In another small Yerushalayim neighborhood, Yaakov's parents were roused from their sleep when the police called at 3 a.m. to inform them that their son was missing in the Judean Desert. The parents immediately ran to their next-door neighbor, a renowned tzaddik, and begged him to pray for their lost son.
Yaakov's mother, aunt and sister went straight from the neighbor to a small shul near their home. The shamash recognized them and let them in. They flung open the aron kodesh and began to beseech Hashem to send their precious chassan home.
A friend of Yaakov's family heard the news and woke up his entire family. "It's assur to sleep now," he said, while hailing a taxi to take them to the Kosel. Before dawn, Yaakov's mother, sister and aunt had joined them there.
By the time everyone returned from the Kosel, many neighbors and friends had already heard about the lost chassan. Yaakov's mother took a group of women back to the nearby shul, reopened the aron kodesh and recited more Tehillim. Outside, a group of over fifty men and children were tearing the very Heavens apart with the power of their tefillah. Even the small children were wailing. The children's cries drowned out the sobs of the women inside.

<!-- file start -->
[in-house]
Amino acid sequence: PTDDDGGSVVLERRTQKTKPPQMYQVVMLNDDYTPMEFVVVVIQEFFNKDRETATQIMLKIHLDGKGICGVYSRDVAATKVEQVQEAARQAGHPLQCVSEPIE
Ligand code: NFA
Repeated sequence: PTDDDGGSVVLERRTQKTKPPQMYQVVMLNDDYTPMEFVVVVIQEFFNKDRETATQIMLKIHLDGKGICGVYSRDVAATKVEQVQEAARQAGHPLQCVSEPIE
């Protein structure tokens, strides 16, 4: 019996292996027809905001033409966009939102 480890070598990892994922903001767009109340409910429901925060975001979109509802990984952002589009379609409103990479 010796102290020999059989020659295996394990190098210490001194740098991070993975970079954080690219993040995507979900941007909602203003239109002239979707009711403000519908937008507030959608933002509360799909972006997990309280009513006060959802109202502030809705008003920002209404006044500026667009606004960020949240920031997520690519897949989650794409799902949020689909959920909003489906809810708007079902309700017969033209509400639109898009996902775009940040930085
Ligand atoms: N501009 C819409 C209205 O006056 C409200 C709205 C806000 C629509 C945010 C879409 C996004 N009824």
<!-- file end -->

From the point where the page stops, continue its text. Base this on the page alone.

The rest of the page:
Word of the lost chassan spread throughout the city, and within a short time, hundreds of people were davening for Yaakov's safe return. But each person was warned that that they must be careful; under no circumstances should Reb Shmuel's family know anything about what had happened.

Reb Shmuel and his family remained oblivious to the drama taking place around them.  "When I went to the store that morning," said Reb Shmuel's wife, "I noticed some people pointing in my direction. But I didn't think much of it."